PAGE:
Anyone that has ever worked with a group of people or has held a leadership position, will have had experienced a difficult person at one point or another. Difficult people come in all shapes and sizes; it can be a coworker, a manager or boss, client, or a patient (if you’re in the dental or healthcare industry). In a perfect world, everyone we interact and work with would always be positive, jolly, and a motivated team player. But let’s face it, in the REAL world, we are presented with people who push our buttons, undermine our values, and exhibit behaviors that are non-conducive to team morale.
Difficult people are a part of life; there is no way dodging THAT encounter – trust me, I tried. And, when we interpret another person’s behavior as difficult or challenging, we give rise to conflict, which occurs due to individual differences or disagreements. How conflict is handled depends on the person and there is no “best” way to deal with it. What you CAN do however, is learn about the different ways to deal with difficult people and know what approach works best based on the situation.
If there is one thing that I’ve learned, it is that my effectiveness in dealing with conflict is dependent on how I react to it. Below, I’ve outlined 3 conflict resolutions that I’ve used over and over to help me cope with difficult people in all areas of my life (professional and personal included).
Don’t take it personally.
I abide by this rule daily and always tell my girls to never “take things personally, because it’s NOT YOU (and in most cases it’s the other person projecting their bad day onto you)”. Working in a dental industry, we often come across difficult and sometimes emotionally challenging patients so this is where the mantra comes in very handy. It is the ego’s prerogative to be the center of attention and feel special, using whatever means possible and why it’s so easy for us humans to get caught up in all types of drama thus making everything about US (insert eye roll). In reality, it’s NOT (about us – AT ALL) and the other person is just having a bad day. So, DON’T TAKE IT PERSONALLY and let it go.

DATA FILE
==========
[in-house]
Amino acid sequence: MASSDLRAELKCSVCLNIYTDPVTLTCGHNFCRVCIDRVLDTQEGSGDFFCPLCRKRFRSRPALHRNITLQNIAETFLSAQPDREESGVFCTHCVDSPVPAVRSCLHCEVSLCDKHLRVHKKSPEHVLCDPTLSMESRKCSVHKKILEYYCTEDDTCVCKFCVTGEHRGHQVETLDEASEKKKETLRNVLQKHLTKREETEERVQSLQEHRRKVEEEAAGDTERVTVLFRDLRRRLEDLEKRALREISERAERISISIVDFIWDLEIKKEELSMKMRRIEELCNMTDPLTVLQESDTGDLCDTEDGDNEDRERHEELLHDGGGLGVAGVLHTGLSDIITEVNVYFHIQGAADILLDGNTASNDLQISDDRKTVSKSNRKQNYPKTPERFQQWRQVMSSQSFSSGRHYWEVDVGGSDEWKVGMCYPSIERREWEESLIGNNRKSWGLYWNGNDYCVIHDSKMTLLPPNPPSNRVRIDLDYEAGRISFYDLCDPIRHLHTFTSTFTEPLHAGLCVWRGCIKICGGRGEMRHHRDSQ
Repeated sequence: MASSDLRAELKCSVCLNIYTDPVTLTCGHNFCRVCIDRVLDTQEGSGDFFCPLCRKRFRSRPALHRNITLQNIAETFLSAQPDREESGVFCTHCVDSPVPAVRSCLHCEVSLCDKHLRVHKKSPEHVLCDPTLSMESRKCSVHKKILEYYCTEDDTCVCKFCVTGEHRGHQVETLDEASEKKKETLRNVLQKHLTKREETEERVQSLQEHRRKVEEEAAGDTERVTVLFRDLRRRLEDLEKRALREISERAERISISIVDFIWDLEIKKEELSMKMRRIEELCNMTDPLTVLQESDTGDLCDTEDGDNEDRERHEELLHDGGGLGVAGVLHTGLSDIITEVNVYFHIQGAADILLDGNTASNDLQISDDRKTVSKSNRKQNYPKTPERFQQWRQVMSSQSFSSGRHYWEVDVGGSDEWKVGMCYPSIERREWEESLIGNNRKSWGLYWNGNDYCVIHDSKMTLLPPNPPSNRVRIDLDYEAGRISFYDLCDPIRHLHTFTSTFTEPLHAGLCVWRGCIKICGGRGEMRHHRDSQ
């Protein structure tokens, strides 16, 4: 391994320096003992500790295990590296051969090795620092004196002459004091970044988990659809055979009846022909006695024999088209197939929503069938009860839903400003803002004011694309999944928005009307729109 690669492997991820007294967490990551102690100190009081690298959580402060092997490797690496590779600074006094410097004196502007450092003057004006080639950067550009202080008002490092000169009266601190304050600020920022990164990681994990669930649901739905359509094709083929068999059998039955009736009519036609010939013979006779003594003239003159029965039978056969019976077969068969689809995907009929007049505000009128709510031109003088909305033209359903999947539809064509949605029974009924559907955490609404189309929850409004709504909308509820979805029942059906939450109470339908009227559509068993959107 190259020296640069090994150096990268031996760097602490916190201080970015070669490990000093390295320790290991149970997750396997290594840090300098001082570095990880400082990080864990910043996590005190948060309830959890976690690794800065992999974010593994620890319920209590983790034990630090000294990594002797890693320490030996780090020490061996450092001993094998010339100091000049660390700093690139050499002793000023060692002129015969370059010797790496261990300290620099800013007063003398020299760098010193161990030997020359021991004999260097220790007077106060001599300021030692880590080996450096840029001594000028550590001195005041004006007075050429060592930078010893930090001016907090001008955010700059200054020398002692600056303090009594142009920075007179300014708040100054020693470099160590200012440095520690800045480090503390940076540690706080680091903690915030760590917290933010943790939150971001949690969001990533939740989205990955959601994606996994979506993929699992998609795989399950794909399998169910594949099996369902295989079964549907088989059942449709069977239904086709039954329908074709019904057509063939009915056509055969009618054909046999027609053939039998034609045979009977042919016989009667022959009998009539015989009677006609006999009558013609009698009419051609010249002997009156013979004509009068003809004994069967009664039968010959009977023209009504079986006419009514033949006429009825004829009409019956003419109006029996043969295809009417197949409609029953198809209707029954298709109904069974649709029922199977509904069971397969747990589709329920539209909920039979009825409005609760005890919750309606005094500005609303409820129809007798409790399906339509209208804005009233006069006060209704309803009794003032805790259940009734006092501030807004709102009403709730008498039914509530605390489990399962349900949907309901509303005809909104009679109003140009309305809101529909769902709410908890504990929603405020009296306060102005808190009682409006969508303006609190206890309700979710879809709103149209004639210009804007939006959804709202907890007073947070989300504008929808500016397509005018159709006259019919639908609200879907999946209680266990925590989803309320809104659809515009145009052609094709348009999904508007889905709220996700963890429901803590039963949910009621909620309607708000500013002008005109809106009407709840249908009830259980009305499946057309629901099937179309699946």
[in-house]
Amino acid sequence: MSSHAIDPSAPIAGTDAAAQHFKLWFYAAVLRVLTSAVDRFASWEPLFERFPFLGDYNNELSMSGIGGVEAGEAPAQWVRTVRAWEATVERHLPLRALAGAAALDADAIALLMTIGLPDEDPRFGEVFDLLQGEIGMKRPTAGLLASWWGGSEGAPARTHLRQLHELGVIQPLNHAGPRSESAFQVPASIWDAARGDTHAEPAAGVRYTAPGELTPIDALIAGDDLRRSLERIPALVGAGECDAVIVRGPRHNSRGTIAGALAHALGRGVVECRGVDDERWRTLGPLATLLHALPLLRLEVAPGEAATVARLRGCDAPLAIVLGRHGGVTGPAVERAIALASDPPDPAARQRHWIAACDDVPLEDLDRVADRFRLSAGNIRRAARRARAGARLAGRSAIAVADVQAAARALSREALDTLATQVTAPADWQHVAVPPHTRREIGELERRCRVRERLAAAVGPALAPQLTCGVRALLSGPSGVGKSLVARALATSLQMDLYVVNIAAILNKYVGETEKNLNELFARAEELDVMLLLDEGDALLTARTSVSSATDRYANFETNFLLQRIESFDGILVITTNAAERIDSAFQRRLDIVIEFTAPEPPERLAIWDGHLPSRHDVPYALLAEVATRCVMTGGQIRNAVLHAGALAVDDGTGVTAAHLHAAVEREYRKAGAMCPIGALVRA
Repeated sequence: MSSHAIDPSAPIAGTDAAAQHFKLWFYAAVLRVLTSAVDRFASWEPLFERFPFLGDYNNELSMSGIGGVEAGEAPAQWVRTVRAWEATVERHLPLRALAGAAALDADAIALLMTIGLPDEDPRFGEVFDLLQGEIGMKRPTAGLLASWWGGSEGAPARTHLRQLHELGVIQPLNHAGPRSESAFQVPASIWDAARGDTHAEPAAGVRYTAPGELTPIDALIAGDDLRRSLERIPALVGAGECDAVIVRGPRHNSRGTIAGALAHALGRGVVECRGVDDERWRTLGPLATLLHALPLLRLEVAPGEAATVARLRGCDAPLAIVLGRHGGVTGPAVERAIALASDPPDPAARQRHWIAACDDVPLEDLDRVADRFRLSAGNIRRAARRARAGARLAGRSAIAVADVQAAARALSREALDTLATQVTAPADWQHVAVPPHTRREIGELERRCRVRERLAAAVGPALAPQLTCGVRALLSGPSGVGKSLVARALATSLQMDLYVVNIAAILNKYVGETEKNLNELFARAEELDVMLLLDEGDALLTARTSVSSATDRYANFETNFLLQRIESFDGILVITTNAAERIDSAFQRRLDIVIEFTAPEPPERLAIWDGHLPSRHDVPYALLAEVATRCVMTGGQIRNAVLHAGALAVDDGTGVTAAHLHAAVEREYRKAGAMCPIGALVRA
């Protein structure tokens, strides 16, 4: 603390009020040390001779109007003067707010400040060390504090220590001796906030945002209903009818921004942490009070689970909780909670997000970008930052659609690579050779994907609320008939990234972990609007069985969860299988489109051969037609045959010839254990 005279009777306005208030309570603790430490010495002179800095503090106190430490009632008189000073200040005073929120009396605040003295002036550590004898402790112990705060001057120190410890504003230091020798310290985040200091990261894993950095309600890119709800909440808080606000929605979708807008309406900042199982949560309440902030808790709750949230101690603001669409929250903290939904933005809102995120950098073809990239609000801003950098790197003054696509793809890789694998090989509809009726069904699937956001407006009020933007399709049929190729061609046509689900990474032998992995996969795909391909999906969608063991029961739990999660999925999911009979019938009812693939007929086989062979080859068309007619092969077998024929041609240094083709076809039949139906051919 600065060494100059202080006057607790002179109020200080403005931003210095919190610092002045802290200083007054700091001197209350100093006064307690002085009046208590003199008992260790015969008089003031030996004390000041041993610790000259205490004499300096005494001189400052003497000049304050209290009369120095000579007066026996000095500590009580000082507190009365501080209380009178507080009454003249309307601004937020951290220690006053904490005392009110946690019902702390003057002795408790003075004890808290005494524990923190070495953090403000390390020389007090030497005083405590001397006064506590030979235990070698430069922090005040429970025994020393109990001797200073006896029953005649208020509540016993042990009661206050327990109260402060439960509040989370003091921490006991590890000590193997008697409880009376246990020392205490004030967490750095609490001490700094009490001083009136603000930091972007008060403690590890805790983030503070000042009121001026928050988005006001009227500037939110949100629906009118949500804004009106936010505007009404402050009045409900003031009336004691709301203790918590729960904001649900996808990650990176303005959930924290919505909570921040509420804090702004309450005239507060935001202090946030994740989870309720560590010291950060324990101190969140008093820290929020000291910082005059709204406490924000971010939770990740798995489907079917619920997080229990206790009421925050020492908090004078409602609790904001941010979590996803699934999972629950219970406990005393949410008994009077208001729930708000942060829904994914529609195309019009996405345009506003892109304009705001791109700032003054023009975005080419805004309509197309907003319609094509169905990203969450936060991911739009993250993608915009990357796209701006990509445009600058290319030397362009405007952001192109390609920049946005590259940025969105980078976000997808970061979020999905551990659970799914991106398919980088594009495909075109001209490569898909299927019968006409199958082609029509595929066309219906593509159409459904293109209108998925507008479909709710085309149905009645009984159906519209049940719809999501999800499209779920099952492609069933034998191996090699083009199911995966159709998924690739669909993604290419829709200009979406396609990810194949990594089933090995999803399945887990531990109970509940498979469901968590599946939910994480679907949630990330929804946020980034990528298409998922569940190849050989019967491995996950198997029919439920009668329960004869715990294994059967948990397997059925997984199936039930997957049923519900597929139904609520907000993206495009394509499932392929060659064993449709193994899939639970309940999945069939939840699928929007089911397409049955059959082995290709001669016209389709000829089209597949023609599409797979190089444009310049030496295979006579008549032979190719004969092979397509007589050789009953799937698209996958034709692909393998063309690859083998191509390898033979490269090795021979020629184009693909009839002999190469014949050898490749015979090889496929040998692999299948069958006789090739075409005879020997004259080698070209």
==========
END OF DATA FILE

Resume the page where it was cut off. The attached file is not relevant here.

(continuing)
Start a difficult conversation with flattery.
Anytime I need to have what feels like a difficult conversation, I always start with telling that person how much I value them and the relationship we have developed; one that allows us to be ourselves and honest with each other whenever unpleasant things come up. And I always mean what I say. I understand that we have our bad days and I always separate the behavior from the person. I then like to follow with getting their agreement that they too feel the same which opens the door for that conversation. I create a sense that we’re on “the same team” and I’m not out to get them.
Call out the behavior, NOT the person.
As I’ve mentioned above, I practice separating the behavior from the person. Rather, I address the behavior in question and provide them with clear examples of what they did and why it went against the practice’s values. I actually don’t like using the word “wrong” when attempting to manage and ultimately resolve conflict. It has a negative connotation and implies that the person is “bad”. Instead, I ask questions to get a better understanding of the thought process involved because it allows me to put myself in their shoes and think of solutions that target the behavioral issue at hand resulting in this behavior eventually becoming extinct.